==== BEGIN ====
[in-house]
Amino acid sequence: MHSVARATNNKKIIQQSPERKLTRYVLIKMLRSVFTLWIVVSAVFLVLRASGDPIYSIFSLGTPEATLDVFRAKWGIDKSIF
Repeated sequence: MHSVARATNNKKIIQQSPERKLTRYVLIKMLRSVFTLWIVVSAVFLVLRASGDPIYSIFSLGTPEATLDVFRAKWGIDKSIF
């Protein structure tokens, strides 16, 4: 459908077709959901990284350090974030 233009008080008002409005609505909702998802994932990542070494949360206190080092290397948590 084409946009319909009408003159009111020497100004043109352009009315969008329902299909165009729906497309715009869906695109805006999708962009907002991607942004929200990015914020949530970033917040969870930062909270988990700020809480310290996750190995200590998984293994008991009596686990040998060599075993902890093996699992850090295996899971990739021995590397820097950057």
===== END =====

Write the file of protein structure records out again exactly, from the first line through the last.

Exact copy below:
[in-house]
Amino acid sequence: MHSVARATNNKKIIQQSPERKLTRYVLIKMLRSVFTLWIVVSAVFLVLRASGDPIYSIFSLGTPEATLDVFRAKWGIDKSIF
Repeated sequence: MHSVARATNNKKIIQQSPERKLTRYVLIKMLRSVFTLWIVVSAVFLVLRASGDPIYSIFSLGTPEATLDVFRAKWGIDKSIF
């Protein structure tokens, strides 16, 4: 459908077709959901990284350090974030 233009008080008002409005609505909702998802994932990542070494949360206190080092290397948590 084409946009319909009408003159009111020497100004043109352009009315969008329902299909165009729906497309715009869906695109805006999708962009907002991607942004929200990015914020949530970033917040969870930062909270988990700020809480310290996750190995200590998984293994008991009596686990040998060599075993902890093996699992850090295996899971990739021995590397820097950057």